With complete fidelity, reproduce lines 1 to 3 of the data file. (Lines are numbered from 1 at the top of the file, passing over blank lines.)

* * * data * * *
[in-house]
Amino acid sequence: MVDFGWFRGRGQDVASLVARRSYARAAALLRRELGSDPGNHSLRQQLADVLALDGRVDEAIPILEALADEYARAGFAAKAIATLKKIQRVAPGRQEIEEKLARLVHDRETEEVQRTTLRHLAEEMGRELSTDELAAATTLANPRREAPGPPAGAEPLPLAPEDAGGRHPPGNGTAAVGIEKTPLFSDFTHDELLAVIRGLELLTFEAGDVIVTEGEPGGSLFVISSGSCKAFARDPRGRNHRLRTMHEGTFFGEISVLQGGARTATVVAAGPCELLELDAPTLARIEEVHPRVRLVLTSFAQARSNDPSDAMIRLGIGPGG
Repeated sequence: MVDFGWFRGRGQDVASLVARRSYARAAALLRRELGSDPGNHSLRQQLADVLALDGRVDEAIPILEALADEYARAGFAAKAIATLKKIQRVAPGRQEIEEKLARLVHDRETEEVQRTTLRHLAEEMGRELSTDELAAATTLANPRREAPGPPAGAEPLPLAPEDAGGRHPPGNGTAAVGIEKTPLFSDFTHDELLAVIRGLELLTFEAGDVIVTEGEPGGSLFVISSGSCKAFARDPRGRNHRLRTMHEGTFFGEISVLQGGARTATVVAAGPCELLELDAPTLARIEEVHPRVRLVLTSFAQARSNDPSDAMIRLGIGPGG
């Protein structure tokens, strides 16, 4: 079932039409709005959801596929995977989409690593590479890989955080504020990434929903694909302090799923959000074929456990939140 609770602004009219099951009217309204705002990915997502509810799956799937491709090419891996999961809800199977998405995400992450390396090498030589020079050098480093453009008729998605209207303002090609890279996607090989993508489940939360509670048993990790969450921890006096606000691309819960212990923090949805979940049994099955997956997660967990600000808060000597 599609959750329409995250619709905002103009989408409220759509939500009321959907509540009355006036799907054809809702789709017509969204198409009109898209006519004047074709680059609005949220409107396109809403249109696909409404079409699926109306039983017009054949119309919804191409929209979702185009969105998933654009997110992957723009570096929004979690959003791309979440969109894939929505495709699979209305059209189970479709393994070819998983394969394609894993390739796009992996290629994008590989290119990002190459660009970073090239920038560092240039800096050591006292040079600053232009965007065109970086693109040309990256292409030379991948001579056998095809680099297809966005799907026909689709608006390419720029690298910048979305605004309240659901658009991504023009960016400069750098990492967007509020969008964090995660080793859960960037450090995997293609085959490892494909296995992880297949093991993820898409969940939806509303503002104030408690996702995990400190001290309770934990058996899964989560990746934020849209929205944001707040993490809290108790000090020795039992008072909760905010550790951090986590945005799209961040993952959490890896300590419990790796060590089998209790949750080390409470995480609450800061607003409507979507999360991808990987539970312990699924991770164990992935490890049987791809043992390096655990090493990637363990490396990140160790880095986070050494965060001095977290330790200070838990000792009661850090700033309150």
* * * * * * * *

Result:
[in-house]
Amino acid sequence: MVDFGWFRGRGQDVASLVARRSYARAAALLRRELGSDPGNHSLRQQLADVLALDGRVDEAIPILEALADEYARAGFAAKAIATLKKIQRVAPGRQEIEEKLARLVHDRETEEVQRTTLRHLAEEMGRELSTDELAAATTLANPRREAPGPPAGAEPLPLAPEDAGGRHPPGNGTAAVGIEKTPLFSDFTHDELLAVIRGLELLTFEAGDVIVTEGEPGGSLFVISSGSCKAFARDPRGRNHRLRTMHEGTFFGEISVLQGGARTATVVAAGPCELLELDAPTLARIEEVHPRVRLVLTSFAQARSNDPSDAMIRLGIGPGG
Repeated sequence: MVDFGWFRGRGQDVASLVARRSYARAAALLRRELGSDPGNHSLRQQLADVLALDGRVDEAIPILEALADEYARAGFAAKAIATLKKIQRVAPGRQEIEEKLARLVHDRETEEVQRTTLRHLAEEMGRELSTDELAAATTLANPRREAPGPPAGAEPLPLAPEDAGGRHPPGNGTAAVGIEKTPLFSDFTHDELLAVIRGLELLTFEAGDVIVTEGEPGGSLFVISSGSCKAFARDPRGRNHRLRTMHEGTFFGEISVLQGGARTATVVAAGPCELLELDAPTLARIEEVHPRVRLVLTSFAQARSNDPSDAMIRLGIGPGG